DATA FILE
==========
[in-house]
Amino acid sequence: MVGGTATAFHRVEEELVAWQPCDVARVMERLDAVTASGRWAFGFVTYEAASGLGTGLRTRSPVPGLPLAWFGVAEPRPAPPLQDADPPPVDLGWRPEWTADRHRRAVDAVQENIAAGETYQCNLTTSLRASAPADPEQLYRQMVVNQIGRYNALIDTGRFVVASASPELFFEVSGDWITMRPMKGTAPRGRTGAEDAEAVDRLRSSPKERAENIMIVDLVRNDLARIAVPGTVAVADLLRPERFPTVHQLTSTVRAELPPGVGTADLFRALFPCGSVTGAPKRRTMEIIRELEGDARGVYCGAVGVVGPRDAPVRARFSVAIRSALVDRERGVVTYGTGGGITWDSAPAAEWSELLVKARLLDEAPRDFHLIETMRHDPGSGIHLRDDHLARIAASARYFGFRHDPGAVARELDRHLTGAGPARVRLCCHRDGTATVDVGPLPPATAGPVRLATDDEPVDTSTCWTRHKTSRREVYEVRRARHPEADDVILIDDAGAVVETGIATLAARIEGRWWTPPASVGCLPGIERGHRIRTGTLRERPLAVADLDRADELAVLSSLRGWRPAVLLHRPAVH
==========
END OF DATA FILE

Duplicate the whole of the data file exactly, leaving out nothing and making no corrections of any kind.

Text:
[in-house]
Amino acid sequence: MVGGTATAFHRVEEELVAWQPCDVARVMERLDAVTASGRWAFGFVTYEAASGLGTGLRTRSPVPGLPLAWFGVAEPRPAPPLQDADPPPVDLGWRPEWTADRHRRAVDAVQENIAAGETYQCNLTTSLRASAPADPEQLYRQMVVNQIGRYNALIDTGRFVVASASPELFFEVSGDWITMRPMKGTAPRGRTGAEDAEAVDRLRSSPKERAENIMIVDLVRNDLARIAVPGTVAVADLLRPERFPTVHQLTSTVRAELPPGVGTADLFRALFPCGSVTGAPKRRTMEIIRELEGDARGVYCGAVGVVGPRDAPVRARFSVAIRSALVDRERGVVTYGTGGGITWDSAPAAEWSELLVKARLLDEAPRDFHLIETMRHDPGSGIHLRDDHLARIAASARYFGFRHDPGAVARELDRHLTGAGPARVRLCCHRDGTATVDVGPLPPATAGPVRLATDDEPVDTSTCWTRHKTSRREVYEVRRARHPEADDVILIDDAGAVVETGIATLAARIEGRWWTPPASVGCLPGIERGHRIRTGTLRERPLAVADLDRADELAVLSSLRGWRPAVLLHRPAVH